It’s Been 75 Years Since Abbott and Costello Met Frankenstein … and Dracula … and the Wolf Man
Around this time in the summer of 1948 (a set release date for the film has been hard to confirm, but I’ve found initial reviews of it published in late June), Abbott and Costello Meet Frankenstein premiered in theaters.
Regardless of its official premiere date, the film is worth remembering, celebrating and watching 75 years later for a few reasons.
Above all, it is still very funny, one of Abbott and Costello‘s best, while simultaneously managing to be spooky (in a fun, and not outright terrifying way).
Movies that combined laughs and scares had been around before Abbott and Costello Meet Frankenstein. The comedy duo themselves had already made a movie with similar sensibilities, 1941’s haunted-house comedy Hold That Ghost.
Before that, Bob Hope had led a couple of mystery/ghost-themed comedies, The Cat and the Canary (1939) and The Ghost Breakers (1940); in 1944, another comedy team, Olsen and Johnson, made the spooky comedy Ghost Catchers; and in 1946, The Bowery Boys had tangled with ghosts and a mad scientist in the comedy Spook Busters.
A few of these earlier titles had setups that initially invoked the supernatural, but the stories ultimately revealed some gangsters or other criminals behind the supposed ghostly activity, reminiscent of what Scooby-Doo, Where Are You! and its many offshoots did starting a few decades later.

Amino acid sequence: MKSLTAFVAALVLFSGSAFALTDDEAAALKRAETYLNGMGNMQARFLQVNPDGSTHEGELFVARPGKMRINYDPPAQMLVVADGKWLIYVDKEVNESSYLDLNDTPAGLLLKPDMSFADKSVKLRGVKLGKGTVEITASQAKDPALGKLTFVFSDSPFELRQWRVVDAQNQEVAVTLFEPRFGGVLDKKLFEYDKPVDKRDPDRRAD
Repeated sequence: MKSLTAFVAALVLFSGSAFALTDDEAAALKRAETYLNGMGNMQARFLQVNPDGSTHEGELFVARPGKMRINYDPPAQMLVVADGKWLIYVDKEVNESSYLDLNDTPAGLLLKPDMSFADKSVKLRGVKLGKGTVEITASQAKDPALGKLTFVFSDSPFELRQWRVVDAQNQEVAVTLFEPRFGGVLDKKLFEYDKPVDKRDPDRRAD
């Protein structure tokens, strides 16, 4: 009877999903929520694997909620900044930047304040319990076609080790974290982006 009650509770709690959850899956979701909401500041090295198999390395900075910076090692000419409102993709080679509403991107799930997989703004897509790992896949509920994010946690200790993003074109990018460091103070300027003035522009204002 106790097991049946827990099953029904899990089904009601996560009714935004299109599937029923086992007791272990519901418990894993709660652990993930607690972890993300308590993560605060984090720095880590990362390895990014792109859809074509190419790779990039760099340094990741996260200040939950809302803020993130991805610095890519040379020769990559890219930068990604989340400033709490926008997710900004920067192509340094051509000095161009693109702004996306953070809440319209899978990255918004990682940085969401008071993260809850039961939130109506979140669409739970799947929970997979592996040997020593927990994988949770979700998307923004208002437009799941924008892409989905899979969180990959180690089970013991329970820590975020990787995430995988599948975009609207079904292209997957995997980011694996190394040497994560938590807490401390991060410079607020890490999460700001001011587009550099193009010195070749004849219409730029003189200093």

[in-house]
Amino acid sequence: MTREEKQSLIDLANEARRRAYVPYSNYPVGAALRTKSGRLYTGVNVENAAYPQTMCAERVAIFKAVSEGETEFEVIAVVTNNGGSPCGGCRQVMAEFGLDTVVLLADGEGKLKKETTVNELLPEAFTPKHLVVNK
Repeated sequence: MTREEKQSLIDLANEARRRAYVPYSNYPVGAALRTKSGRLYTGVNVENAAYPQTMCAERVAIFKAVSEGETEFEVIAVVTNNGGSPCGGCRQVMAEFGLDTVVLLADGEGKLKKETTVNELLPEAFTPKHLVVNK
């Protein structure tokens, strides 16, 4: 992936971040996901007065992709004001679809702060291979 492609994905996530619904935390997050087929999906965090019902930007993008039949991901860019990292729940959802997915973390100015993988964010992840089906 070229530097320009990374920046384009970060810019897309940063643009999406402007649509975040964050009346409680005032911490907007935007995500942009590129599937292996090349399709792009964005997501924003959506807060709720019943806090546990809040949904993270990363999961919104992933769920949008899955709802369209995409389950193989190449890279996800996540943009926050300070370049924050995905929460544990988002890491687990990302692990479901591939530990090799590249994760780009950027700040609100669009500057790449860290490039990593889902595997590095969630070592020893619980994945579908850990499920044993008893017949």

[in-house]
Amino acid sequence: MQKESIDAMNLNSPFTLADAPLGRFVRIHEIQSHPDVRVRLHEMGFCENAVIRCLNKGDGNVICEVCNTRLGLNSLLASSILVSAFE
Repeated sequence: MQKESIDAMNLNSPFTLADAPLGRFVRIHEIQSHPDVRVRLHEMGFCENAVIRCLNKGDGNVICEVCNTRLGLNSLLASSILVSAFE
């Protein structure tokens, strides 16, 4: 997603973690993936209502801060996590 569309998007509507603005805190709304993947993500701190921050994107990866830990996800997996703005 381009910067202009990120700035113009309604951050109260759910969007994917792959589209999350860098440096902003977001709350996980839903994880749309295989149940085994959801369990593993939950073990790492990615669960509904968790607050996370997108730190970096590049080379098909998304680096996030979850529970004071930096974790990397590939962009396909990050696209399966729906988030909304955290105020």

Abbott and Costello Meet Frankenstein, a production from the recently formed-via-merger Universal-International, differentiated itself by bringing in actual monsters … and not just any old ghouls.
The film finds dim-witted baggage clerks Chick Young (Bud Abbott) and Wilbur Gray (Lou Costello) encountering a number of the classic Universal Monsters that had haunted movie theaters starting in 1931 with Dracula and Frankenstein.
Dracula (Bela Lugosi) is most successful at controlling the weak-minded … and minds don’t come much weaker than Wilbur Gray’s (Lou Costello).
Chick and Wilbur meet Count Dracula (Bela Lugosi), Larry Talbot/The Wolf Man (Lon Chaney Jr.) and Frankenstein’s monster (Glenn Strange; yes, technically Abbott and Costello do not actually meet Frankenstein, but rather his creation), with a cameo from the Invisible Man (voiced by an uncredited Vincent Price) at the end.
Eventually, Dracula has an ill-advised plan to transplant Wilbur’s brain into the Frankenstein monster.
The only major Universal monster of the time not in the film was the Mummy (the Gill-man would not be introduced until a few years later, in 1954’s Creature From the Black Lagoon), though Abbott and Costello would meet the Mummy another time.
Chaney Jr. had been playing the mummy Kharis in Universal’s most recent Mummy movies made in the early ’40s, and he had also played Frankenstein’s monster in 1942’s The Ghost of Frankenstein, and Dracula in 1943’s Son of Dracula, so the actor was truly a Universal Monsters all-star.
I’m guessing for this film they wanted him to stick with his most famous character, the Wolf Man, and I’m glad they did, since it proved to be a wonderful swan song for him in that role.
The Wolf Man (Lon Chaney Jr.) “sneaks up” on a clueless Wilbur.
There had been onscreen gatherings of Universal creatures before, in so-called “monster rally” pictures starting with Frankenstein Meets the Wolf Man (1943), in which Chaney Jr. first reprised his most famous character, Larry Talbot and his monstrous alter-ego, which he introduced in The Wolf Man (1941), and Lugosi, interestingly, played Frankenstein’s monster.